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On Arizona lawmakers' minds: ballot initiatives, COVID aid, water supplies and more
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On Arizona lawmakers' minds: ballot initiatives, COVID aid, water supplies and more

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PHOENIX — While issues surrounding the ongoing pandemic emergency and election laws are likely to command a lot of legislative heat and light, there are dozens of other subjects, great and small, that will be debated.

Ballot initiatives

One of the big battles will be what new hurdles lawmakers will try to put in the path of individuals and groups seeking to propose their own laws.

The voter approval in November of Proposition 208 to raise taxes on the state’s wealthiest to add funding for K-12 education stung the business community, which waged a full-court press against it. Those interests are now working to get a judge to void the 3.5% income tax surcharge on individual earnings above $250,000 and $500,000 for married couples filing jointly.

The Arizona Chamber of Commerce and Industry already is trotting out what it calls “potential reforms” to the system.

One is requiring more than a simple majority of votes to enact any changes. Had that provision been in place, it would have quashed many of the measures voters have approved in recent years, including Proposition 208.

Another proposal is that the required signatures to put measures on the ballot come from each of the state’s 30 legislative districts or what will be its 10 congressional districts after upcoming redistricting.

On one hand, that would ensure that measures cannot qualify for the ballot simply with support from the Phoenix metropolitan area. But the flip side is it would effectively give veto power to residents of any one area of the state.

There also is a proposal to have anything approved by voters self-destruct after a given number of years unless reenacted at the ballot box. That would force those who got a measure approved in the first place to again have to spend money to keep it on the books.

Even if the Republican-controlled Legislature agrees to any or all changes, there is a check on its power. These proposals all need constitutional amendments, which could be approved only if voters ratify them in 2022.

There is one proposal that does not have the support of the business community: Allowing those circulating initiative petitions to use the same online system for gathering signatures that is available for political candidates.

COVID-19 relief

Democrats, who remain in the legislative minority, are hoping to focus attention on the fallout from the COVID-19 pandemic.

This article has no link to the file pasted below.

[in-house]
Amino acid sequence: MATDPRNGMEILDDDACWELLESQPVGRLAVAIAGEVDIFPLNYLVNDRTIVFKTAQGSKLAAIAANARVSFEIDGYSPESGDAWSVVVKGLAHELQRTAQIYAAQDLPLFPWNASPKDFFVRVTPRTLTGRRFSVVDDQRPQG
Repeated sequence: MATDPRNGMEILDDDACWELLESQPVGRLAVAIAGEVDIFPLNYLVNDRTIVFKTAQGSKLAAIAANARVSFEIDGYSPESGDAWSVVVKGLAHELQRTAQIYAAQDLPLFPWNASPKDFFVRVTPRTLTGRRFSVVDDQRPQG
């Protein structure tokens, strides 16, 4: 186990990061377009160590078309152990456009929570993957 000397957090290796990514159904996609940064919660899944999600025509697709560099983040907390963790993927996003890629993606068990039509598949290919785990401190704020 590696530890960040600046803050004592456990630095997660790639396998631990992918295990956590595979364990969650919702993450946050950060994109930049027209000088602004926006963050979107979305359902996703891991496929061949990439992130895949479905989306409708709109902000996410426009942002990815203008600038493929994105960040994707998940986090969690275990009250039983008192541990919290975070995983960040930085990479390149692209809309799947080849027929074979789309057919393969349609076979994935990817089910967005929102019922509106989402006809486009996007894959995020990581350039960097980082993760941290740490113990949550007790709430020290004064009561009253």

“There are a number of Arizonans that are hurting,” said Senate Minority Leader Rebecca Rios, D-Phoenix.

One priority is altering the maximum unemployment benefit available to workers who lose their jobs through no fault of their own. At $240 a week, Arizona’s benefit hasn’t been altered in 17 years. Only Mississippi pays less.

But Republican Gov. Doug Ducey, in an interview with Capitol Media Services, showed no interest in altering that formula.

“We certainly want to make sure that if somebody is displaced that they don’t fall through the cracks and that there’s a social safety net for them,” he said.

“But I want public policy to encourage people to get back into the workforce,” Ducey said.

He acknowledged that the Arizona economy is not back to pre-pandemic levels. In fact, the state Office of Economic Opportunity said the state has recovered just 201,200 of the nearly 295,000 jobs lost since February.

Ducey said he prefers to think of it as the number of people employed now is 96.4% of where it was before the virus hit.

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But lawmakers run the risk that if they do not take up the issue, there is the chance that voters will — and in a form that, if approved at the ballot, lawmakers cannot change. That’s exactly what happened in 2006 and again in 2016 when voters raised the state minimum wage after the GOP-controlled Legislature refused.

Water

Water will again be a focus, as lawmakers realize the “drought contingency plan” adopted in 2019 is not a permanent and long-term solution.

House Speaker Russell Bowers, R-Mesa, wants to look to “augment” supplies. But that depends on finding people or entities with water rights elsewhere willing to sell them.

At the same time, there is discussion about restricting the transfer of water from one county to another, a concern of some rural lawmakers. They fear developers and cities buying up groundwater rights will leave communities with limited reserves for growth.

Other issues

Among other likely subjects for legislative consideration:


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The partisan split in the Arizona House is the same as last year's, while Republicans lost one seat in the state Senate but remain in the majority in both chambers, as the 2021 legislative session begins Monday, Jan. 11.

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